Cissy Salem

Cissy is intended to be a typical goth girl. No doubt she was a big fan of Behemoth and Pallbearer back in the day, got a pentagram tattoo (which she now regrets, like everyone else who gets a pentagram tattoo), and wore nothing but black in high school.

Now, with Hell rising, she feels her special insight into the dark realms may prove useful. And who knows, she may be right! All those metal lyrics are still rattling around in her head.

She has a puny 1d4 attack, an average Toughness and starting Luck (2 & 3 respectively), and a decent health of 6.

Her start ability is Occult Interest which lets her pay health instead of courage for her gifts. This is extremely useful, particularly if she is within 1-2 points of a gift’s cost. It means she gets to use that gift a whole turn earlier, which can really make the difference at times.

Her whole character is built around self-martyrdom, in which she is able to gain usefulness as she pushes herself, hurting her health and bringing her down, but also bringing her up psychologically and spiritually. Think of it as the modern equivalent to a flagellant – the mental discipline and spiritual strength from suffering turned to good.

She has Good With Gloom as her first obtained ability. This lets her Help other players by paying health instead of courage, and again, this is good in a pinch. When another player absolutely can use a die increase, Cissy can do it even when her courage is spent.

Her other ability takes a while to get – and is usually her last (but not always). This is Angst. This is exceedingly handy before the final battle with the boss, but is also good at other times. It lets her permanently reduce her health cap by 1, then she heals up to her new full health. For example, say her health cap is currently 8, but her health is only 1 (not unusual). By using Angst, she drops her health cap to 7, but then rises up to 7. Probably in the late game, she would normally never expect to be able to reach her health cap again, so this is a terrific bonus.

Her weakness is that, as a goth, she is hardly a leadership figure. Her uninspiring nature means that when she recruits, she rolls 2d4 and has to choose the lower of the two rolls, so generally she is stuck with a lowly volunteer or citizen militia.

How Cissy works

She has an excellent tech tree. One upgrade increases an attack die, and another gives her 1d10. Thus if she takes no attack gifts, her final attack is either 1d12+1d4 or 1d10+1d6 which is quite respectable. She also has two gifts which increase her health & health cap – in preparation for late-game use of angst. The fact that she gets exactly two such boosts is not coincidental – if she gets both, she’ll have a health cap of 8. Then, using Angst once, she’ll have a remaining health of 7. This means that she can survive one round of the Lord’s attack without trooper support. Because the Lords (except for Chthon) only roll 6 dice. That ensures that the players can weather one whole round without taking any chances.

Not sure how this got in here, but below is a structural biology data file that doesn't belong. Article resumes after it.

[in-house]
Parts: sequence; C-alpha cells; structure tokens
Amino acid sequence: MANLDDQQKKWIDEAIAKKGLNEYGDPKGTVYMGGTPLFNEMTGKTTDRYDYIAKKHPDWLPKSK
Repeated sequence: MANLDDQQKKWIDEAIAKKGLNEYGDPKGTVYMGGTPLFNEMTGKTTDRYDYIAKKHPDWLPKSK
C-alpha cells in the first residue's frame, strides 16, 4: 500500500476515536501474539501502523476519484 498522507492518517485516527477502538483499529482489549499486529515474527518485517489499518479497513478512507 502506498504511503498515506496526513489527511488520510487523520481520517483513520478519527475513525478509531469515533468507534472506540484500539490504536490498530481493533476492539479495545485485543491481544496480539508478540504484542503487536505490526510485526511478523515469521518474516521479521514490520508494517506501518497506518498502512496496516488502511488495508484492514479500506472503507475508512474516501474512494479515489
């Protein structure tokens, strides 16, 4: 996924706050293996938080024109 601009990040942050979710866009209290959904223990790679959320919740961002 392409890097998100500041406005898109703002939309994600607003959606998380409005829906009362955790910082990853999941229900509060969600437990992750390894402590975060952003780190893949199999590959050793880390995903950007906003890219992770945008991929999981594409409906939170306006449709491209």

Fighting the Lords – a note

The major consideration when fighting a Lord is when to retreat. There are two decision points in this. First is when you calculate that the Lord’s attack has a chance of killing a hero. This happens when no hero has Health+troopers of 7 or more points (because most Lords can theoretically do 6 damage tops). When playing it safe, heroes typically run away as soon as the Lord’s attacks drop them to this level.

The second decision point is when you calculate that the Lord’s attack is almost certain to kill a hero. For example, let’s say you are fighting Baphomet, and Cissy has been brought down to exactly 6 health (and no other hero is better off). If Baphomet’s wall is gone, so his attack is 6d8, he has a chance to kill Cissy. But it’s quite likely that all eight dice will not hit. In fact, there is only a 10% chance of this happening. Is it worth staying for an extra round to risk this 10% possibility? Hmm.

On the other hand, if your toughest hero is down to 3-4 points, then even Baphomet is probably going to kill one of them with his attack. At this point, you are expecting him to whittle down the heroes, and the only reason to stick around is the hope that the remaining heroes can benefit from his victim’s martyrdom, by remaining for another round. You can see this happening on the Moonbase map playthrough – Lincoln realizes if we stay in the fight, he will probably die, yet we do so. He dies, but we actually manage to kill the Lord in the next round (barely, but a miss is as good as a mile). Hurray for Lincoln!